Some studies show that an estimated 15 to 33 percent of fatal crashes may involve drowsy driving.
In a recent survey reported by the National Centers for Disease Control (CDC) and the Institute of Medicine on average, an alarming 5% of respondents reported falling asleep at the wheel, 30 days prior to the survey.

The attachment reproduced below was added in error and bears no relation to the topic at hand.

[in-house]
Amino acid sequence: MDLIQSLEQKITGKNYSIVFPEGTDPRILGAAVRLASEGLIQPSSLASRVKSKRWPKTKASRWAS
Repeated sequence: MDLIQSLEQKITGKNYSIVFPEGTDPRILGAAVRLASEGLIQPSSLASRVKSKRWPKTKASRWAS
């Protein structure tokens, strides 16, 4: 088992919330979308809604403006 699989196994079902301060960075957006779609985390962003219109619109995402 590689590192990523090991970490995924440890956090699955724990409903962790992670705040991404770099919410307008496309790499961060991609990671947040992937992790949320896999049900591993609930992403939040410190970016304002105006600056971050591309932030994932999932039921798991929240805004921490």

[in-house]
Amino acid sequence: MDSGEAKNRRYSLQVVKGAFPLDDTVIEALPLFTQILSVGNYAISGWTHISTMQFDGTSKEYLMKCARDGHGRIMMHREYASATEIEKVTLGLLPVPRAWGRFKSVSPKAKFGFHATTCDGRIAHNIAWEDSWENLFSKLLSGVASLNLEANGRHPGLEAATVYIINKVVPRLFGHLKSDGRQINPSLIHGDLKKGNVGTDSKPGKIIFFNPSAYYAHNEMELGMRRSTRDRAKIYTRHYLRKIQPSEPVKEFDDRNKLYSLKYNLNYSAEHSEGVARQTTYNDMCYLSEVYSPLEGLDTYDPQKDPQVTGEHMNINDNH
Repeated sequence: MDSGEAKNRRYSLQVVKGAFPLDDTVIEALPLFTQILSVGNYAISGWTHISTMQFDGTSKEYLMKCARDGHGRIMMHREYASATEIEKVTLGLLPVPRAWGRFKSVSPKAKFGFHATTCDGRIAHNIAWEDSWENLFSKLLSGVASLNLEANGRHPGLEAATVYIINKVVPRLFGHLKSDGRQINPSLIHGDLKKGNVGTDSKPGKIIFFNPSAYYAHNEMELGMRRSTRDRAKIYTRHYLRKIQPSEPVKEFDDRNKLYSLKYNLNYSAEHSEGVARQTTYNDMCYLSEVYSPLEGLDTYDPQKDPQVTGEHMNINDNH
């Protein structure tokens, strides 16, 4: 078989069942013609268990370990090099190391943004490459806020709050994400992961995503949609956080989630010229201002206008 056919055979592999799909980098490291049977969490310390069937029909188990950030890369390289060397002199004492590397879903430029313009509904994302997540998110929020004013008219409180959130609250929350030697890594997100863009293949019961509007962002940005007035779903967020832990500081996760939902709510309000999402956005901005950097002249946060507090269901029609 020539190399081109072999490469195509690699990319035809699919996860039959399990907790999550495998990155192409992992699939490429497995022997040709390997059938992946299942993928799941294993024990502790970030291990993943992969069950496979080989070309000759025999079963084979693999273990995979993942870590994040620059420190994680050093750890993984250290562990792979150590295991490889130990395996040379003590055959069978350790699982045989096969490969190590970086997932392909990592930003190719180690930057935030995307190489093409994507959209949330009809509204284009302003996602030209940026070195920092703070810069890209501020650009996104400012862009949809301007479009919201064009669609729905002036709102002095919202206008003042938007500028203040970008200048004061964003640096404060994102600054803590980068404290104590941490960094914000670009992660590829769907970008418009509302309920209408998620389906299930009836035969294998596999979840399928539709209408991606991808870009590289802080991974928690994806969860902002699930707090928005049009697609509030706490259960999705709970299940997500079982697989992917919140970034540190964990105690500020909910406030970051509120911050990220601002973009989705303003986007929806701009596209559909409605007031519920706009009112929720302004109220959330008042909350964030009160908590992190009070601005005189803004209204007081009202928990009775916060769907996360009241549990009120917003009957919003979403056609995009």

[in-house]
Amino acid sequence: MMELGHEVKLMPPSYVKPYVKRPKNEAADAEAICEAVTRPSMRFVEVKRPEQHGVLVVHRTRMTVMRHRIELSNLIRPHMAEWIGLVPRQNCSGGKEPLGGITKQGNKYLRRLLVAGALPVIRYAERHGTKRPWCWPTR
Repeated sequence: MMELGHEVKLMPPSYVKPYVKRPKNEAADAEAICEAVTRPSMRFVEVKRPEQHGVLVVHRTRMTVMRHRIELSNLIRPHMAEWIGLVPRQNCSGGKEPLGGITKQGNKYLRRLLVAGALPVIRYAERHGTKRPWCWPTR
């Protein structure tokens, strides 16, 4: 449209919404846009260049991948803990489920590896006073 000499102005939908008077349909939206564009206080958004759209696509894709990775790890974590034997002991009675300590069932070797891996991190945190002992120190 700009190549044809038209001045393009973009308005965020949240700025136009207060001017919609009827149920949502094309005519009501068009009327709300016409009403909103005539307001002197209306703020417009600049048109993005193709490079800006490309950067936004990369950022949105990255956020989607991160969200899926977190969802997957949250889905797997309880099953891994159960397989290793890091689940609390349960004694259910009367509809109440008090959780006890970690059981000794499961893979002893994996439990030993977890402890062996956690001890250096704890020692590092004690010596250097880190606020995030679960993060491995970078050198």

Drowsy Driving is often mistaken for alcohol or drug related DUI resulting in arrest. This is due to the fact that signs of alcohol or drug impaired driving, and drowsy driving share similar characteristics. These signs include but are not limited to slower reaction time; reduced attentiveness behind the wheel; and impaired decision making skills. All of these can lead to serious and fatal accidents or mistaken alcohol or drug impairments.